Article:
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All Change: The Burden of Proof Provision under S. 136 Equality Act 2010

In Efobi v Royal Mail Group Limited UKEAT/0203/16/DA, 10 August 2017, Laing J, the EAT has handed down an important decision on Section 136 Equality Act 2010 (‘EqA’),

...the burden of proof provision in discrimination cases. S. 136(2) EqA provides that:‘[i]f there are facts from which the court could decide, in the absence of any other explanation, that a person (A) contravened the provision concerned, the court must hold that the contravention occurred.’

The Facts

Mr Efobi, a black African from Nigeria, worked as a postman. He made numerous unsuccessful applications to Royal Mail for IT-related jobs.  While allowing some of Mr Efobi’s claims, the ET dismissed his direct race discrimination claim in regarding his rejected job applications, holding that he had not proved facts from which the tribunal could conclude he had been discriminated against.    

The Decision

Contrary to previous understanding of how the burden of proof provision operated in a line of cases starting with Igen v Wong [2005] ICR 931, which put the initial burden of proof on the Claimant, the EAT, relying on the wording of S. 136(2), held that there was no initial burden of proof on the Claimant. Instead, the tribunal was required to consider the evidence in its totality and from all the sources at the end of the hearing and that it was misleading to refer to a shifting of the burden of proof [para. 78 of the judgment].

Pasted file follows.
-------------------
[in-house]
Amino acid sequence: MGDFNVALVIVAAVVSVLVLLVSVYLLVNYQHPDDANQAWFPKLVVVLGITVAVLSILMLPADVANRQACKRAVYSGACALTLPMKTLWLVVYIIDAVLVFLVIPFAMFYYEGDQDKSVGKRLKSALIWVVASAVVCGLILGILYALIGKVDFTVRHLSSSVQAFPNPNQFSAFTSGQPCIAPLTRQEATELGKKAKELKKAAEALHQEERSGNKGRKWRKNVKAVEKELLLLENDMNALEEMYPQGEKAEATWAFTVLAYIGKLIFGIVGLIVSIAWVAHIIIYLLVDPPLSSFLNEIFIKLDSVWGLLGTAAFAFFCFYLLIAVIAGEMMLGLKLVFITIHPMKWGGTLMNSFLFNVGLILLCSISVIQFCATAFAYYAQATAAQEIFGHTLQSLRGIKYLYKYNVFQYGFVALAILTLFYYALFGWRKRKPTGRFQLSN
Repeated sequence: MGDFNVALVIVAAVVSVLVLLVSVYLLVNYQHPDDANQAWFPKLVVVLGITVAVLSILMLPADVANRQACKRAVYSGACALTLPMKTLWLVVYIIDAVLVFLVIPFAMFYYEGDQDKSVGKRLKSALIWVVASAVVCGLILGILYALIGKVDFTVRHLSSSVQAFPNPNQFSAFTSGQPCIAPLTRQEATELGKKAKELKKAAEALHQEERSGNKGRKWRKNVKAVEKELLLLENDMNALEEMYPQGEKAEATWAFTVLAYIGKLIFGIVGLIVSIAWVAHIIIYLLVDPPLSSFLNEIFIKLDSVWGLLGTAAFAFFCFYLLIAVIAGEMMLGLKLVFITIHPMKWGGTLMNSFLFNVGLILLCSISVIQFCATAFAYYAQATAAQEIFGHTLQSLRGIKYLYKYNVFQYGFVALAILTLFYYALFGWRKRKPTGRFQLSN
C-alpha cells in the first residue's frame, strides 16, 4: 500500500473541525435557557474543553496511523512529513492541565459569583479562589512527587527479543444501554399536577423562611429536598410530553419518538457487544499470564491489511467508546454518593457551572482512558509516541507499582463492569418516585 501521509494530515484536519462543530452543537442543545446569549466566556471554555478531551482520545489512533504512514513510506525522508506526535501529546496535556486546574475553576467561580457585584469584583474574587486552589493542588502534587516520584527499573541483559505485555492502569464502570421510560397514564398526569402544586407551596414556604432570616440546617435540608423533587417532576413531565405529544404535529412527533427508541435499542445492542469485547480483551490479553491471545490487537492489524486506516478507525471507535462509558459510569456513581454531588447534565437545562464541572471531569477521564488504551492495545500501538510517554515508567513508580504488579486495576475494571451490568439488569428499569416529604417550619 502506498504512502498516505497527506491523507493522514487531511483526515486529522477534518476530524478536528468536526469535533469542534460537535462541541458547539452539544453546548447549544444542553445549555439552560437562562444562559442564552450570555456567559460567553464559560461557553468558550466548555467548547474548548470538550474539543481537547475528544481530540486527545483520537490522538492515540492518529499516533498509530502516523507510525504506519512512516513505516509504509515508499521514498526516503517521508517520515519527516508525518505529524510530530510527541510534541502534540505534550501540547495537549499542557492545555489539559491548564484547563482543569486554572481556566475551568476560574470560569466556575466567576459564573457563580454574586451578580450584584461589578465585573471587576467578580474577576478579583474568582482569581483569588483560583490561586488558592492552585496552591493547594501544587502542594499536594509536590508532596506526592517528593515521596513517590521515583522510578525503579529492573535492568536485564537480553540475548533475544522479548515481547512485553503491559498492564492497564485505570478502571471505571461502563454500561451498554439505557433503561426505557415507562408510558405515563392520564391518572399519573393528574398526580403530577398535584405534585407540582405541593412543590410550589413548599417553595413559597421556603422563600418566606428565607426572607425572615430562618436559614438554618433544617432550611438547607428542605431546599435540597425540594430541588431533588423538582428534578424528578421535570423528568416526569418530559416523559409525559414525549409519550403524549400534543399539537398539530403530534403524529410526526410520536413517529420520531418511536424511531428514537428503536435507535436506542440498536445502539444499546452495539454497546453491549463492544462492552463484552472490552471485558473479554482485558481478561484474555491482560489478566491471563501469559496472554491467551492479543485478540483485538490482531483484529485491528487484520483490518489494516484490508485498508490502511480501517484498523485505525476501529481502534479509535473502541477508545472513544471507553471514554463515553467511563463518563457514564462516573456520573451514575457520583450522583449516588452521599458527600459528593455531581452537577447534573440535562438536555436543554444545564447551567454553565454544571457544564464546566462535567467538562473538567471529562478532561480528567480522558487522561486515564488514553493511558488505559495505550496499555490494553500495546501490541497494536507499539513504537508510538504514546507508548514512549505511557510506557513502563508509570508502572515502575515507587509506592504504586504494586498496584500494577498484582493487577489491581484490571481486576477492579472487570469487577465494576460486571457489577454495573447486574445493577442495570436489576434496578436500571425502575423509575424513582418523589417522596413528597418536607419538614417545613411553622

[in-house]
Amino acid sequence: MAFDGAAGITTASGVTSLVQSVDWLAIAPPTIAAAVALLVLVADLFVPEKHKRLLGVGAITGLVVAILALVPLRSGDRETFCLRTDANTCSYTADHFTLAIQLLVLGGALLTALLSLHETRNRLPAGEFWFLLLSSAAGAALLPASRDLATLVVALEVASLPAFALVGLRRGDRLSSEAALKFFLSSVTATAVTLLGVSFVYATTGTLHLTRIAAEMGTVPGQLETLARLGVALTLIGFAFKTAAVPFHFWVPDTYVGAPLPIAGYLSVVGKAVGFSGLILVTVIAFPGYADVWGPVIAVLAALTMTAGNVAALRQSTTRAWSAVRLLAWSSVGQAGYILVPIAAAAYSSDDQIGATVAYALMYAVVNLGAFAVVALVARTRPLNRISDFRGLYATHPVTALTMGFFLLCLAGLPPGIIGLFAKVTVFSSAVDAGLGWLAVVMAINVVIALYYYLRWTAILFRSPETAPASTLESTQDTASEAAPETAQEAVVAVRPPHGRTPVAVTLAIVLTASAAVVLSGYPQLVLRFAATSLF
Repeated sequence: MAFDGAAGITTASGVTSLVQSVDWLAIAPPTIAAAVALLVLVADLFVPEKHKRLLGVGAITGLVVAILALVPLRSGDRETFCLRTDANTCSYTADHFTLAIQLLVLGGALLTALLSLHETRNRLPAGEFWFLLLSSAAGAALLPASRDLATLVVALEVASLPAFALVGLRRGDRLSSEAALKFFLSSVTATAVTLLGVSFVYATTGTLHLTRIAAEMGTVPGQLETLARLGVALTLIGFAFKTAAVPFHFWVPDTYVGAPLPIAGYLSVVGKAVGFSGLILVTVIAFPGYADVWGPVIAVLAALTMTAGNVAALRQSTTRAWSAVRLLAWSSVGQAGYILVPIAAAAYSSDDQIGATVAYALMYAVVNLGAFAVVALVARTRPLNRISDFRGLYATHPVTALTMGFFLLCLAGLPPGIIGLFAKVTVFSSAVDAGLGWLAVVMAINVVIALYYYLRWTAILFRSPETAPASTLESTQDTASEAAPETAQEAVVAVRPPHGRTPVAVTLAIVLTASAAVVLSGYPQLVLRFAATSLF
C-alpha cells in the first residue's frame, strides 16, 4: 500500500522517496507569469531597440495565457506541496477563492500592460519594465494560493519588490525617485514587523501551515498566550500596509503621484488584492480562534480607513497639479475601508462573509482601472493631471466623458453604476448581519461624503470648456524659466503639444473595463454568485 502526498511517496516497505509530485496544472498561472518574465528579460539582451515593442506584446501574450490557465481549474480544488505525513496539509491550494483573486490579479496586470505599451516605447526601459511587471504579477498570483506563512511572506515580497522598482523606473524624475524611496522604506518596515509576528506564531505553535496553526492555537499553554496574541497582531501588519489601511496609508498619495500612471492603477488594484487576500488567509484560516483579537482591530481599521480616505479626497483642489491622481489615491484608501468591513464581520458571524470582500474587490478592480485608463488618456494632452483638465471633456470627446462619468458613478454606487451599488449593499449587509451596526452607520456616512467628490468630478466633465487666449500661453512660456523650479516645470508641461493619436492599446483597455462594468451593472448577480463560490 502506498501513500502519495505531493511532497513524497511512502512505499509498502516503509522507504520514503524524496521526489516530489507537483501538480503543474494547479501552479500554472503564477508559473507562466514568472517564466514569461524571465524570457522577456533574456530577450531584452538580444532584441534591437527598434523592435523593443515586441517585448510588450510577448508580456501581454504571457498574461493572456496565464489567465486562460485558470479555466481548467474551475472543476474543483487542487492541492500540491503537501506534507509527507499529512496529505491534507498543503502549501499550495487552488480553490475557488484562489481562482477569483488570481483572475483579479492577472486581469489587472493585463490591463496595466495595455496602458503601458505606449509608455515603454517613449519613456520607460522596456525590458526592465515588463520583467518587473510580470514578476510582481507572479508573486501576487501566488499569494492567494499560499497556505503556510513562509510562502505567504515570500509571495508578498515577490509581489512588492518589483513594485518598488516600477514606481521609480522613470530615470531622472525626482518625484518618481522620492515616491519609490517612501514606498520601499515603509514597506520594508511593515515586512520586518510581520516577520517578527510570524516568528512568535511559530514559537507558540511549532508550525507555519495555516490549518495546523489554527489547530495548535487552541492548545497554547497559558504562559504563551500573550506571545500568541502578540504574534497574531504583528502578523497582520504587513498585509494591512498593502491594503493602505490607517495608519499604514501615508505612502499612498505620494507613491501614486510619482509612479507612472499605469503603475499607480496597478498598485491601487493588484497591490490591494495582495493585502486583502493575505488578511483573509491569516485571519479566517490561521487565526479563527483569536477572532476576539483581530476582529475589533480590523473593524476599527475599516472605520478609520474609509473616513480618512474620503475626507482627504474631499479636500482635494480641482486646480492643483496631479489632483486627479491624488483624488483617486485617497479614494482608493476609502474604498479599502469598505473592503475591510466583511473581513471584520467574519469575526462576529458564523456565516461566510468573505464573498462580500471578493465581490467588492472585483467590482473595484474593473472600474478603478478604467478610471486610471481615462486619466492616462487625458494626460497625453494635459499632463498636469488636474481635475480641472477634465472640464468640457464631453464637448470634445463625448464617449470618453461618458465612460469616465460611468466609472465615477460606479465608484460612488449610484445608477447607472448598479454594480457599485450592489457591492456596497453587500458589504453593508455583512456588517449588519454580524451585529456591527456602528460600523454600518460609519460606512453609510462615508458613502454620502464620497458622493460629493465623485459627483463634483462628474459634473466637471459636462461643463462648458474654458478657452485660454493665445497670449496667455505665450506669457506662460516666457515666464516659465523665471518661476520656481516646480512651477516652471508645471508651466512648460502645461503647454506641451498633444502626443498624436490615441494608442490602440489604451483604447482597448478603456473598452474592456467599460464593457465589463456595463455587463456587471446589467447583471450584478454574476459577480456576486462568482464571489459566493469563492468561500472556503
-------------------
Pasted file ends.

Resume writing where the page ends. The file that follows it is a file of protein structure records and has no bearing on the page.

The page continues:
Laing J acknowledged that this interpretation of S. 136 differed not only from the Explanatory Notes to EqA, but also from the way in which the burden of proof provision was understood in Igen v Wong. However, that case was decided under a previous statutory provision.   Laing J also accepted that her interpretation of S. 136 went further than required by Article 8.1 of Directive 2000/43, the Race Equality Directive, but Article 8.2 of the Directive allowed Member States to introduce rules of evidence more favourable to Claimants. In any event there had not been many cases considering the effect of S. 136.

This significant case not only provides clarification about how to approach the burden of provision, but also provides a salutary reminder to employers to ensure that all the relevant evidence is before the tribunal. 

Barbara Zeitler / 1st Sep 2017


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